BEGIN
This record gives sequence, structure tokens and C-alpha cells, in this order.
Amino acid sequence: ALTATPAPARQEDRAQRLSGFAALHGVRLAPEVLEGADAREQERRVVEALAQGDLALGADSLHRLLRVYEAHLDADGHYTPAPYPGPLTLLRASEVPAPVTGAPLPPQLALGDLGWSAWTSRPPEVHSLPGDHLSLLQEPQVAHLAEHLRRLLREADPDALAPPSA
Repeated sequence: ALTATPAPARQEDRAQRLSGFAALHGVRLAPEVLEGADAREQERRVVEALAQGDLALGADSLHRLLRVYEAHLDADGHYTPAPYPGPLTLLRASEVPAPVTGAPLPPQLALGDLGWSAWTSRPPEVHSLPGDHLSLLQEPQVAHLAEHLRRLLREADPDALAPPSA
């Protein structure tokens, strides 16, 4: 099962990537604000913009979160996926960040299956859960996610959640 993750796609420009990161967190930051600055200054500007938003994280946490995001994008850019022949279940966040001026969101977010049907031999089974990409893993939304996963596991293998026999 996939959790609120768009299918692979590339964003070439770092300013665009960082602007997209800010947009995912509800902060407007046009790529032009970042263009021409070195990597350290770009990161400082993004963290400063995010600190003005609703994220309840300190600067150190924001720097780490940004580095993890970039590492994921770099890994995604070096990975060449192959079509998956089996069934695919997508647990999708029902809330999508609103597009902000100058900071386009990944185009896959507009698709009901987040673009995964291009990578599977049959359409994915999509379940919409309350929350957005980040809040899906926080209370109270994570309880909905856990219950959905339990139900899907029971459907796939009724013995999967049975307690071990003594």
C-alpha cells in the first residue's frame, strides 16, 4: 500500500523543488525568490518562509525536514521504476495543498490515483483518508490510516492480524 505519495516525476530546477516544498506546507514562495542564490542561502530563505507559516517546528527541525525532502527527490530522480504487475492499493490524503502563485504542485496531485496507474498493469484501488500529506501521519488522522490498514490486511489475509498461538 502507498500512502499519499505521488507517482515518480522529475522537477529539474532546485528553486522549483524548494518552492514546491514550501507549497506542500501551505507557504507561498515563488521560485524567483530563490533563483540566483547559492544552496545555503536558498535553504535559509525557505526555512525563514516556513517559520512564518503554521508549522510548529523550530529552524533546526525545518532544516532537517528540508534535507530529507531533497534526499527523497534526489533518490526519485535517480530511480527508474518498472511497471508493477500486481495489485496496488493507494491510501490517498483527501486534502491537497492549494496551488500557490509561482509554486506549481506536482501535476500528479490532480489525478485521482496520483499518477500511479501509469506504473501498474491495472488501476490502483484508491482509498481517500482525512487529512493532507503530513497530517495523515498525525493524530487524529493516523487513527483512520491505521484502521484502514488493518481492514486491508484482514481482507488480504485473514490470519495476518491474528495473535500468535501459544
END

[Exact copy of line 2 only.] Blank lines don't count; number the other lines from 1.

Amino acid sequence: ALTATPAPARQEDRAQRLSGFAALHGVRLAPEVLEGADAREQERRVVEALAQGDLALGADSLHRLLRVYEAHLDADGHYTPAPYPGPLTLLRASEVPAPVTGAPLPPQLALGDLGWSAWTSRPPEVHSLPGDHLSLLQEPQVAHLAEHLRRLLREADPDALAPPSA